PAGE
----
4. 4. Applicability of management theories and practices has historically been a major interest of scholars dealing with developing countries’ situations. Researchers have been discussing this issue from divergence, universality, convergence, and situational perspectives. According to the divergence perspective, mostly comparative management literature, western management theories stop at the cultural boundary of each nation. It is the position of this view that culture is indeed the main source of management differences between developed and developing countries (Hoskisson, Eden, Ming and Wright, 2000). Cross-cultural researchers are said to believe that there is no such thing as a universal theory of management. In contrast, those with universal view were noted to have argued that culture does not limit the applicability of management theories and believe that there are similar management practices within organisations all around the world. Those with convergence perspective consider the degree of industrialisation as the main determinant for applicability of management theories (Hofstede,1993). International Journal of Business and Social Science Vol. 3 No. 21; November 2012 74 The convergence view on the other hand believes that the western management theories may not be applicable in developing countries as a result of the technical and economic difficulties in these countries rather than cultural constraints. Like Hafsi and Farashahi (2005:2) state, ‘situational or contingency theorists, as opposed to universalists, consider different situational factors such as manager’s personality, firms’ ownership and sector (i.e. private or public), and their hierarchy as the main determinants for the applicability of management theories’. Keeping these views in mind, this paper will focus on the interplay of divergence perspective and universalism which shows that cultural differences are the major source of variations in cross – managerial behaviour in developing countries (Barrett and Bass, 1976). This position will apply to the discussion of African contributions to the development of management thought and indeed management theories and philosophies in Nigeria. 4. African contributions to development of management thought As a result of the fact that Africa had no documentation of her past before the coming of the Europeans, her contribution to development of management thought has not been given even a passing mention in writing on management particularly by Western writers. It is also noted that the fact that African historians and archeologists had shown that there were ancient kingdoms and empires in Africa is an indisputable proof that Africans gave serious thought to effective management for achieving organisational and state goals(Ifechukwu,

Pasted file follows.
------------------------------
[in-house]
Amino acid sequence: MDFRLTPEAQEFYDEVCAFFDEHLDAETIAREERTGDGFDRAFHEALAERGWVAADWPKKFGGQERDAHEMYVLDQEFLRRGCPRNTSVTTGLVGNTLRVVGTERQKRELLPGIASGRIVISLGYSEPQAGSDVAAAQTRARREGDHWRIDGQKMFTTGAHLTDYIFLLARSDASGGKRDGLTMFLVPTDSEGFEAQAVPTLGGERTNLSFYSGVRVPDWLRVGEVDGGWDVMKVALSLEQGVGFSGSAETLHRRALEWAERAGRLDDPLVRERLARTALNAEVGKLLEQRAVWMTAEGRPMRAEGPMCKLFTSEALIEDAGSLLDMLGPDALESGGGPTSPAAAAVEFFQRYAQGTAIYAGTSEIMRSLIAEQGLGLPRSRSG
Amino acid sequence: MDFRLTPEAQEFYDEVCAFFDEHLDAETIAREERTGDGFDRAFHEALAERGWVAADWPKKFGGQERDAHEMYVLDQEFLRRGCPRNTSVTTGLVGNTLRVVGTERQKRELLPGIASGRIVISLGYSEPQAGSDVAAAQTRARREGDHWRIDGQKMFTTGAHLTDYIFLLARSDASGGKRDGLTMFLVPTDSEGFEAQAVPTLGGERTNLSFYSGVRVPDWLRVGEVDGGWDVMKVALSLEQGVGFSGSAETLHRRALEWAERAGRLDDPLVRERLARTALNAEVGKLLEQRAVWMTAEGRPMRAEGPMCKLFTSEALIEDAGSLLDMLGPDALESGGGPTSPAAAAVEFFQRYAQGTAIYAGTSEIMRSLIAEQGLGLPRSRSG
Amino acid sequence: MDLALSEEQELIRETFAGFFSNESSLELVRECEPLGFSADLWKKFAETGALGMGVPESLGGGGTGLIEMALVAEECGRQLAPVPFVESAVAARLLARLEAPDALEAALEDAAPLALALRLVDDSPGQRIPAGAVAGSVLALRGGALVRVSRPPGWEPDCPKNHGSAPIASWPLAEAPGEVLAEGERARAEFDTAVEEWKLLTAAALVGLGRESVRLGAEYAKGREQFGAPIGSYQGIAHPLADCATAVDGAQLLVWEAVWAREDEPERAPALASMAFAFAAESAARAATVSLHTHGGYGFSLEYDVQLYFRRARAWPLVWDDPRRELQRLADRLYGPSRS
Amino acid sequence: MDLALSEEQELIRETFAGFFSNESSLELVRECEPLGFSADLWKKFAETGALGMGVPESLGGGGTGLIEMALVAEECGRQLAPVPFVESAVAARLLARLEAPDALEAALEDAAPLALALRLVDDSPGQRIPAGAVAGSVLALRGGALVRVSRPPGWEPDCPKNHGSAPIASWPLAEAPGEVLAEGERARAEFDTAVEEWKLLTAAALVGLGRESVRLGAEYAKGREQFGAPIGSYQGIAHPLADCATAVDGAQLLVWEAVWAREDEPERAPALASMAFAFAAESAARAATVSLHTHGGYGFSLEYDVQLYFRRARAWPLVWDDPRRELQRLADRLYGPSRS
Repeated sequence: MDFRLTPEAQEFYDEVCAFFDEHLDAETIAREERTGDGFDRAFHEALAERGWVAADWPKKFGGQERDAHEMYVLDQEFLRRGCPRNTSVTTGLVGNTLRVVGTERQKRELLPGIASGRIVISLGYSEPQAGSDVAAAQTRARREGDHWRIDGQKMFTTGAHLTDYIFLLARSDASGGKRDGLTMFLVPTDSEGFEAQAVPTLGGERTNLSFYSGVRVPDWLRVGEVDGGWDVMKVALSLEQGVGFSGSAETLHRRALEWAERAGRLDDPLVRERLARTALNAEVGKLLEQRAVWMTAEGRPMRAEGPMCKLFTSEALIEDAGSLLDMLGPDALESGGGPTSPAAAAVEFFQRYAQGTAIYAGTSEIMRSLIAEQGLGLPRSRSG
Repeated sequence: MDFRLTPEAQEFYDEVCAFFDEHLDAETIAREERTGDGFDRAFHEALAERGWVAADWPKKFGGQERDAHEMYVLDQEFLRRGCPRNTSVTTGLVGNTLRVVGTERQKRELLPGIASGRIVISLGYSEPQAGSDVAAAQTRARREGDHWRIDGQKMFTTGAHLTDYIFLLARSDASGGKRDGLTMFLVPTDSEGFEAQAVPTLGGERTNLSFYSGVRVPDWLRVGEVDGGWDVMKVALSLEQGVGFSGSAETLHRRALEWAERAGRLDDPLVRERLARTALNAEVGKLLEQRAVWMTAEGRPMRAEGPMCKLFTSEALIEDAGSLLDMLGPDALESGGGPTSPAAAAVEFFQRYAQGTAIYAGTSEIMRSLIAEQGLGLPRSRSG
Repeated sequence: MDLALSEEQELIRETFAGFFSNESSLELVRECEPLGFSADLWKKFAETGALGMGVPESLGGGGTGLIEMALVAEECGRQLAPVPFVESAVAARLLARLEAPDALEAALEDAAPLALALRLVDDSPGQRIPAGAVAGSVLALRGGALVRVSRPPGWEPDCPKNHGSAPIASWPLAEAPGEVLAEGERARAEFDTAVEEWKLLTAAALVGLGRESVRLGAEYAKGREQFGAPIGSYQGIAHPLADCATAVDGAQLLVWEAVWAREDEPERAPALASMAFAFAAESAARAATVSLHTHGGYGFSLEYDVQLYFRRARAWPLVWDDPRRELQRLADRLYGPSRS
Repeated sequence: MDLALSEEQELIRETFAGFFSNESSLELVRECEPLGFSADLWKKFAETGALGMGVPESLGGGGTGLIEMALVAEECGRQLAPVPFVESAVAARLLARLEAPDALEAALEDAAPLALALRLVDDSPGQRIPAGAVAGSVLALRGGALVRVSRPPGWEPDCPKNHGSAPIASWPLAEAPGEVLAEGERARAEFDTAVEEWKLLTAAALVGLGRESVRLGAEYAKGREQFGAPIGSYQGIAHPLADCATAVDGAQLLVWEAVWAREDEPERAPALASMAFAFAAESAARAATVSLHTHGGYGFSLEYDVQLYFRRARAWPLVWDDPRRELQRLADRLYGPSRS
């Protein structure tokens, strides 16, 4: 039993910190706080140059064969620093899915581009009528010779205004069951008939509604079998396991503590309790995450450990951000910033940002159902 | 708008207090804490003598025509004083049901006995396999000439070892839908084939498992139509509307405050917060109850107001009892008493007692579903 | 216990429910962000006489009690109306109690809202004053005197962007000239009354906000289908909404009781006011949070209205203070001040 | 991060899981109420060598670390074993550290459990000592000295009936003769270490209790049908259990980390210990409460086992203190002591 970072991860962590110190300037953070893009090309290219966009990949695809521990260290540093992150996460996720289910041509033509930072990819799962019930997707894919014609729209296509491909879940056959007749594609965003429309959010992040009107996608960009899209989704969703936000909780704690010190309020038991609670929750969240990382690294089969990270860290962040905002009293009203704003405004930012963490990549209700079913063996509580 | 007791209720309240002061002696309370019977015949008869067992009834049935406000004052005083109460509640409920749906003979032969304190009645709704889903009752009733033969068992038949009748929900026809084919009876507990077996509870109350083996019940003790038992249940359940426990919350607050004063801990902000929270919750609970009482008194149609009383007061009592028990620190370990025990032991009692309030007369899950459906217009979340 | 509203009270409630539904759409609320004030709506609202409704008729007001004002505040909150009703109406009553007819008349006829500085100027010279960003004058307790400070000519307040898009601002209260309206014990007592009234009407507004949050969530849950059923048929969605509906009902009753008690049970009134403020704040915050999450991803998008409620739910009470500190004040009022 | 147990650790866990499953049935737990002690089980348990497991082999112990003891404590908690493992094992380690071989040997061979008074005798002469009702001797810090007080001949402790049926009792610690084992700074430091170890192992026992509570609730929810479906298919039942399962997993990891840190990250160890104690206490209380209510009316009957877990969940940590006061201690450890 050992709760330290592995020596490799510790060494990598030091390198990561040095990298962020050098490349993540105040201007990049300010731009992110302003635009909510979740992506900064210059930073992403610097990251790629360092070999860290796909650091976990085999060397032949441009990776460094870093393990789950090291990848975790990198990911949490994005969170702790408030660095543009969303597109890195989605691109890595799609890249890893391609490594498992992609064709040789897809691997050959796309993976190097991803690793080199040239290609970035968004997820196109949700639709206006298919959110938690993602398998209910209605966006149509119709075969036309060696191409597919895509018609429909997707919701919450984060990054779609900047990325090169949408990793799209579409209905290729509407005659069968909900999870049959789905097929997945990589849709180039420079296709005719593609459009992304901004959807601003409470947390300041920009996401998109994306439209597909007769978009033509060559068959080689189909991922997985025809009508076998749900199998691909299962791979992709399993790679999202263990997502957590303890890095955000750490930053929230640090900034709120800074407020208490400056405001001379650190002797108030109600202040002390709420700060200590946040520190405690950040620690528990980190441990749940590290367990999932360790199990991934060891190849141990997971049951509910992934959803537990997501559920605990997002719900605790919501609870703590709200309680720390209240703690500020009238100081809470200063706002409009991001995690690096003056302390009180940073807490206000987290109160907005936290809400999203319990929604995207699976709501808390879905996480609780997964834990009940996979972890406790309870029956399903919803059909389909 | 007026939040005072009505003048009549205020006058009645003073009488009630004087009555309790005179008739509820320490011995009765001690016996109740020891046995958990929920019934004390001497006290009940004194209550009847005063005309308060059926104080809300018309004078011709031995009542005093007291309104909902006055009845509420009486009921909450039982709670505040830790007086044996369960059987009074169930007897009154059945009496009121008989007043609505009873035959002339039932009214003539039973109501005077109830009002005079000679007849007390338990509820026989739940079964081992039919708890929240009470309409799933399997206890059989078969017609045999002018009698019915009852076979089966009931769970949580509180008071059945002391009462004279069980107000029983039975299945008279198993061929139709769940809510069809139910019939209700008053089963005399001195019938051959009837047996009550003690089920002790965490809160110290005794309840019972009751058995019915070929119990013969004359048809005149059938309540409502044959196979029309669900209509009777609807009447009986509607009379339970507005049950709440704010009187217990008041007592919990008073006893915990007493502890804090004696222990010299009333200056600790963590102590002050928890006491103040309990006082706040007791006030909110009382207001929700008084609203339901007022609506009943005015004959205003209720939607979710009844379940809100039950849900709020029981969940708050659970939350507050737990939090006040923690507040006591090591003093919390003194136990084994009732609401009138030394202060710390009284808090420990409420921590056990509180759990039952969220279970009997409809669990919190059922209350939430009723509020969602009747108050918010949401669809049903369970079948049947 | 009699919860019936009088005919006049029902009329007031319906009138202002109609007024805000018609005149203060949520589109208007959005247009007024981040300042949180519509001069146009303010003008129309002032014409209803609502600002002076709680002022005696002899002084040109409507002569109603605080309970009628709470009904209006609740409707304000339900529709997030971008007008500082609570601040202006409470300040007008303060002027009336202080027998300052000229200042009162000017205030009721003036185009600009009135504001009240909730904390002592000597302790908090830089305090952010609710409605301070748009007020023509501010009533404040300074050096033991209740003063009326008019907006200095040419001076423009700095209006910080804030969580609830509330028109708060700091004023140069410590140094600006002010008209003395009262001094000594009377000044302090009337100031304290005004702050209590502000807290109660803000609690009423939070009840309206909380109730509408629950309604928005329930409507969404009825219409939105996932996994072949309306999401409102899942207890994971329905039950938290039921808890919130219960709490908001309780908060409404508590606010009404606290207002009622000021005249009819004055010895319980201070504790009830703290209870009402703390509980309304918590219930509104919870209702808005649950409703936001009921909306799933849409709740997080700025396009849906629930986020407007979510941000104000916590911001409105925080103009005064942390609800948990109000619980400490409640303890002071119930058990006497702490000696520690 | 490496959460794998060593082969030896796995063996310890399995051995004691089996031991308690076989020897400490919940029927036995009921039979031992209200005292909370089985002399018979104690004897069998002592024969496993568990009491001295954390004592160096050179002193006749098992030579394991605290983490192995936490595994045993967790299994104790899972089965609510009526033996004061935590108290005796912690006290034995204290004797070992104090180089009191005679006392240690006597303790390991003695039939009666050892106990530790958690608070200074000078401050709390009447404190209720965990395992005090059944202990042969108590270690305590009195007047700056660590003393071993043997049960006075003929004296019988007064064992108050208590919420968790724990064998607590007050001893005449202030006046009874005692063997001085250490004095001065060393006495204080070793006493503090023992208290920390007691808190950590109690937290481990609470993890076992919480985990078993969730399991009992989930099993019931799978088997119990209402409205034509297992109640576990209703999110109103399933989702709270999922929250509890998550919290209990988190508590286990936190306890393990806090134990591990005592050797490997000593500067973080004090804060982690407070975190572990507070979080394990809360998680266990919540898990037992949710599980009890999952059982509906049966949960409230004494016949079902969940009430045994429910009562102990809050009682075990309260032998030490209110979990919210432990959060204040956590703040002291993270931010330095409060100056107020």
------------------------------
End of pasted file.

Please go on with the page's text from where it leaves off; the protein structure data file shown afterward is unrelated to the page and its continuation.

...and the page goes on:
5. 5. 1994). According to George (1968), it is noteworthy that a few of the western textbooks that discuss management history acknowledge the great pyramids in Egypt as illustrating early outstanding management activities in Africa. By extension, it is on record that the practice of management can be traced back thousands of years. This is because the Egyptians applied the management functions of planning, organising and controlling when they constructed the pyramids. These great pyramids, which were built in 2900 B.C. are a classical example of management and co-ordination. It is interesting to note that one pyramid required 100,000 men, working for 20 years, covering 13 acres, using 2.3 million blocks, each weighing an average of 2.5 tons. It is also noted that in ancient Ghana, there was the Empire of Ghana. The empire could not have survived without effectiveorganisation and management. It should be noted, of course, that the modern state of Ghana is located far away from Ancient Ghana. In the East and North of Africa, there were great African civilisations. All the above evidence suggests that the recognition of the need for effective management for achievement of organisational goals is a universal phenomenon. In the case of Africa, (with the exception of Egypt) African thoughts about management were never committed to writing. This, perhaps, has led to slow process of studying Africa’s own original conceptions of management (Ifechukwu, 1994). It is clear from the above illustration that management ideas are universal but their level of development differs from one civilization to another. Who knows what would have happened in Africa if Western civilisation brought throughcolonialisation in Africa did not happen and Africa had the opportunity to develop her own peculiar ways of management? The position in Africa today could have been better or worse, who knows? The coming of the Europeans resulted in a permanent dislocation in the march to African civilisation (Ifechukwu, 1994). 5. The management theories and philosophies in Nigeria - A Typical Nigerian Model It is a universally accepted principle that man behaves according to his value systems .It is also a reality of life that the core values serve as a code of conduct which in turn serves as directions of how people are expected to behave (Porter,1962). The Nigerian management philosophy reflects the core values of African culture. And according to Ifechukwu (2010:9), ‘the core values include extended family, human relations orientation, coprosperity or social mutual concern, respect for elders and tradition, consensus, competition and hero-worship’. He (2010) also affirms that the Nigerian management model indicates a managerial style that shows a high